While uncommon, some homeowners do raise backyard chickens in HOA communities. But, is this even allowed? What can homeowners associations do about them?
Should Boards Allow Backyard Chickens in HOA Neighborhoods?
If you’ve noticed an increase in backyard chickens as of late, you’re not alone. Backyard chicken ownership has grown more popular in the United States recently, and it’s easy to see why. Chickens are a source of fresh eggs and surprisingly make for great pets, too. Many municipalities have also made it legal to raise backyard chickens even in areas zoned for residential use. But, even if the local government allows it doesn’t mean homeowners are absolutely free to keep backyard chickens.
Homeowners associations are known for their strict rules, even when it comes to pets. If an HOA’s governing documents prohibit chickens, homeowners can’t keep them even if their local government permits them. Today, many governing documents still restrict chickens, also referred to as livestock or poultry.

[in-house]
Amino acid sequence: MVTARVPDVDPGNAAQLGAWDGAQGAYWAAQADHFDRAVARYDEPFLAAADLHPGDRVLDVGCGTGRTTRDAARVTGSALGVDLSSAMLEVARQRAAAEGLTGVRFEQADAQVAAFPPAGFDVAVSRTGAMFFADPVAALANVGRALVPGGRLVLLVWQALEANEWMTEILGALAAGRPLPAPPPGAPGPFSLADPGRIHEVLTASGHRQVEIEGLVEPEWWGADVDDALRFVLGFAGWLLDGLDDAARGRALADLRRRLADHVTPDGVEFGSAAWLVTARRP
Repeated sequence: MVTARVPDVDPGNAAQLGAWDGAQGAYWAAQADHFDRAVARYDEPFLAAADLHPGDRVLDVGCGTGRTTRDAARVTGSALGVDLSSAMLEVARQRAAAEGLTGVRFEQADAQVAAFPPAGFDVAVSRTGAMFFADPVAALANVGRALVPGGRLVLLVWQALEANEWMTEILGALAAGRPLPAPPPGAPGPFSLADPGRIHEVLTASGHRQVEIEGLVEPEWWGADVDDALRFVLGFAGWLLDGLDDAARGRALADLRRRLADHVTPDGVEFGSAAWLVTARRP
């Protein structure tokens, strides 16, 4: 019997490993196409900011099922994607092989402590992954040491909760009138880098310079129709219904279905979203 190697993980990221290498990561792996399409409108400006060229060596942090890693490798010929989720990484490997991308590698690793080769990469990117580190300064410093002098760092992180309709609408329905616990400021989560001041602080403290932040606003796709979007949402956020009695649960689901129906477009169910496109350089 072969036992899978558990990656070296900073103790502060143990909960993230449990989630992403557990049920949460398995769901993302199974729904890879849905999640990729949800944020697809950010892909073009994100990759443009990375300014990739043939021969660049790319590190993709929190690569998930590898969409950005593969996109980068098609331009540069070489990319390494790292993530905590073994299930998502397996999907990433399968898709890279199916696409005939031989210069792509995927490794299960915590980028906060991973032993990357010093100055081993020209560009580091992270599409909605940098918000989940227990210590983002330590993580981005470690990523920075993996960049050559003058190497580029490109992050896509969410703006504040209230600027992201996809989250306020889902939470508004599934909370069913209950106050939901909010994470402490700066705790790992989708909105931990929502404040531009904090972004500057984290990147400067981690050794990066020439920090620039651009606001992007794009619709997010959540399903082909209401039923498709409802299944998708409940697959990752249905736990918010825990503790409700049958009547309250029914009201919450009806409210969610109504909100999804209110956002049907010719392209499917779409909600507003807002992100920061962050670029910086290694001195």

If your governing documents are silent on the issue, perhaps it is time to consider regulating backyard chickens. But, should you even allow them in the first place?
The Disadvantages of Allowing Backyard Farms in HOA
For the case against backyard chickens in HOA communities, it is important to look at their disadvantages. Chickens are not like cats or dogs, which are the preferred pets in most HOA communities. Here are the cons of allowing backyard chickens in your association.
1. They Can Make a Lot of Noise
There is no denying that chickens can be quite noisy. Most associations have nuisance policies that disallow noise up to a certain volume or during certain hours of the day. But, chickens, with their clucking and cackling, can be a source of annoyance for neighbors. Most homeowners also don’t want to keep them indoors, so there is nothing to insulate the sound.
2. Chicken Droppings Are Smelly
It’s no secret that chicken droppings are extremely smelly, giving off a strong ammonia scent. This terrible smell wafting through the neighborhood can irritate and repel residents. Plus, chicken droppings don’t always come in solid form. They can also take on a more liquid-like form. And owners can inconspicuously step on them, dragging them all over the place.